Friday, April 5, 2013

Pop Culture Writing Task

A few notes on this that I'm aware of:
- I think I've used too many quotes
- I used the word 'media' far too many times
- I'm not sure if I clearly triangulated an argument
- I referred to extra sources outside the two stated in the task
- I wrote too much! 

This essay aims to investigate Walter Benjamin's theory as written in his essay The Work of Art in the Age of Mechanical Production (1936) in relation to contemporary video games in an increasingly transmedia and digitised post-modern world, looking in particular at the technologically-produced figure of Lara Croft. The digital icon's immense popularity has coincided with a shift in understandings of how consumers experience modern media, raising the question of whether or not she possesses the 'aura' that Benjamin describes.

The Work of Art in the Age of Mechanical Production (1936) remains to be a major inspiration for critics assessing the history of modern aesthetics and politics. At a point in time where new modes of artistic expression - namely photography and film - were coming to the fore, the elusive world of fine art saw significant shifts in both the manner in which art was presented and how it was received by audiences. Benjamin particularly focuses on the concept of the authority and 'aura' of an artwork; this can generally be defined as an artwork's autonomous 'hold' on its viewer, a certain kind of transcendent beauty that is supported by its history, or as Benjamin describes: “... the essence of all that is transmissible from its beginning, ranging from its substantive duration to its testimony to the history which it has experienced.” This 'authenticity' is depreciated when the work is reproduced as it is lacking its unique, original quality: "Even the most perfect reproduction of a work of art is lacking in one element: its presence in time and space, its unique existence at the place where it happens to be."(Benjamin, 1936)

Benjamin writes of art's original purpose as being rooted in cultist and ritualistic traditions, whether magical, religious or secularised. This reverence of art in it's 'pure' form, free from any social relevance, prevailed throughout the Renaissance and culminated in the Aesthetic Movement of 1860-1900 - the Cult of Beauty - and the belief of 'art for art's sake'. (Dorment, 2011) This mode of art faced a crisis when "the first truly revolutionary means of reproduction, photography" gained popularity along with the rise of socialism. Art was associated with the elite and bourgeois, but now that there rose a means of mechanical reproduction, the 'aura' and authenticity of art was at risk: "for the first time in world history, mechanical reproduction emancipates the work of art from its parasitical dependence on ritual." (Benjamin, 1936)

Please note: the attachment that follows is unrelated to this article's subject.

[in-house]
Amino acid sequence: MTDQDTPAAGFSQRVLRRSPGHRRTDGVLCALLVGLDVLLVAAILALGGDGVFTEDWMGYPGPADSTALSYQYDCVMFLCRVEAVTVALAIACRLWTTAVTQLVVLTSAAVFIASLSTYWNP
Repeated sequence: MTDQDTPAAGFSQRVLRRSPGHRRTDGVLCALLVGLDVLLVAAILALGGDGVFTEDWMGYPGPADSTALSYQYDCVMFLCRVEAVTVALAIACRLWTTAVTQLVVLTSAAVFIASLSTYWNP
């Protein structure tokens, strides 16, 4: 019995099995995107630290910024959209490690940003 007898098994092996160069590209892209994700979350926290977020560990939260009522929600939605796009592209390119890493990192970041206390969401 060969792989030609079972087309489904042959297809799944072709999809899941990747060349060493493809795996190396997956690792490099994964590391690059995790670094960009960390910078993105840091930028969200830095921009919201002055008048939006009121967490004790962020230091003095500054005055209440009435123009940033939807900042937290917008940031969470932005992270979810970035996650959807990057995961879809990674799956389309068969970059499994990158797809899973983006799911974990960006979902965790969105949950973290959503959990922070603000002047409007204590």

Art, in photographic and film form, began to be designed for reproducibility and mass consumption, which went against all established traditions. This was the basis for two main points: that art could be detached from its authoritative associations and be more widely appreciated by audiences.

"These two processes lead to a tremendous shattering of tradition which is the obverse of the contemporary crisis and renewal of mankind. Both processes are intimately connected with the contemporary mass movements. Their most powerful agent is the film. Its social significance, particularly in its most positive form, is inconceivable without its destructive, cathartic aspect, that is, the liquidation of the traditional value of the cultural heritage." (Benjamin, 1936)

As the lower-classes began to attempt to break the clear class divides of capitalism for a more democratic society, similar proceedings began to take shape in culture, with the most controversial new form of media being cinema. These milestones, along with the development of technology, have evolved into a form 'new media' that has become particularly prevalent from the 20th century onwards:

"New media can provisionally be described as a global network of communication technologies and information flow whose material backbone is the digital computer and whose aesthetics and formal properties are heavily shaped by digital processes." (Rehak, 2000)

Digital-based media allows work to be created, experienced and shared at an ever-increasing pace. Video games, which are entirely digital in nature, have become an integral part of this, and have surpassed even film in popularity. (Chatfield, 2009) But they are just one part of a mediascape which is now completely interlinked and translatable, and which has not only broken down barriers between different forms but also between producer and consumer.

Lara Croft, digital star of the Tomb Raider series of video games, the first of which was released in 1996, is a prime example of the convergence of modern media. As well as appearing in an immensely popular series of games, her polygonal form has starred in comics, magazines, music videos, calendars, action figures and cinema. She is "a software-generated character without human referent" (Rehak, 2000) and acts solely as an avatar through which the player experiences the game world, and therefore lacks the traditional sense of 'authenticity' that Benjamin described; yet fans have come to idolise and revere her similarly to how one would a celebrity, or even a piece of artwork.